File picture: MasterDrive via Motorpress.
Johannesburg - Police have warned Joburg motorists not to drive under the influence of alcohol or drugs, as new alcohol testing machines have been introduced that will immediately print out the reading, bypassing the necessity of a blood test.

Currently, only about 2% of drunk drivers caught are prosecuted because of the long delays in getting the blood tests back from the laboratories.

Joburg metro police department spokesperson Chief Superintendent Wayne Minnaar said the Evidential Breath Alcotest machines were a first for the country.

They would give the time and date of an offence. The sex and age of the driver would be taken into account. A copy of the result would also be given to the motorist.

The testers were approved by the National Director of Public Prosecutions this year.

Four were in operation and have been placed in Sandton, the Joburg CBD and two in mobile units patrolling the streets.

Minnaar said there would be a special team monitoring the machines to see if the turnaround time for court cases and convictions improved.

Conviction rate only 2%

“We hope this new, more sophisticated breathalyser machine will lead to more convictions and fewer incidents of drunk driving,” he added.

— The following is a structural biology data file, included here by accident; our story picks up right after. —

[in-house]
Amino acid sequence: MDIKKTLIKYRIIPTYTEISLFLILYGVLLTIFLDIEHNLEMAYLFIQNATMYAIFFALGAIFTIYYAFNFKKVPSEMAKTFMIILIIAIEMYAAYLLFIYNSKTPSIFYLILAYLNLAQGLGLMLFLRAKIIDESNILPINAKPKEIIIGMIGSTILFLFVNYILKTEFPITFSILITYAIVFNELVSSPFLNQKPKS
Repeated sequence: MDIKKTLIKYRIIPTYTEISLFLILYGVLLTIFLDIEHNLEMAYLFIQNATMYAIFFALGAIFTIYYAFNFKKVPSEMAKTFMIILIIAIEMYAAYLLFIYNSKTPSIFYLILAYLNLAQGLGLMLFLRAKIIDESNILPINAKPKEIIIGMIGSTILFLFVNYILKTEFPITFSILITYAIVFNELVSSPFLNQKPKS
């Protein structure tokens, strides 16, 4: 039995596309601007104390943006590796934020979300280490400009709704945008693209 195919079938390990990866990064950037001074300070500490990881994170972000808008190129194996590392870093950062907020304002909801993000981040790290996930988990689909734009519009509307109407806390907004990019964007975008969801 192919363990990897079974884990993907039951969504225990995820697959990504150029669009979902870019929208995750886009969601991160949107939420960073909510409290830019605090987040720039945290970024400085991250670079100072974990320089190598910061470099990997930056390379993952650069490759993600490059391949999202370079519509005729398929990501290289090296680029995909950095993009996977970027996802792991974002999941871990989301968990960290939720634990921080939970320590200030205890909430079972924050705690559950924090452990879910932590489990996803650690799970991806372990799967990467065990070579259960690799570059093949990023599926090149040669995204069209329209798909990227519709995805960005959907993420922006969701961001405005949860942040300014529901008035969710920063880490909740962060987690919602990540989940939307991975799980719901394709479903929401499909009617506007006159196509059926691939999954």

Announcing the crime statistics for drunk driving this month, Joburg mayor Herman Mashaba said that about 800 arrests were made for the offence last month.

However, only 2% of these motorists were convicted.

Mashaba lamented the fact that the prosecuting authorities were not taking this seriously enough and that major cities should get their own courts.

The city has five of its own municipal courts, which were opened this year, but they have failed miserably.

Mashaba said there were administrative problems such as the change of magisterial districts and boundaries which resulted in fines issued in incorrect districts being withdrawn.

Officers were still using old traffic fine books, which, when presented in courts, were thrown out. New books would soon be issued, he added.

Other errors, which resulted in cases being thrown out, were that drivers’ particulars were not always captured properly. Officers would be retrained in the new year. 

The Star

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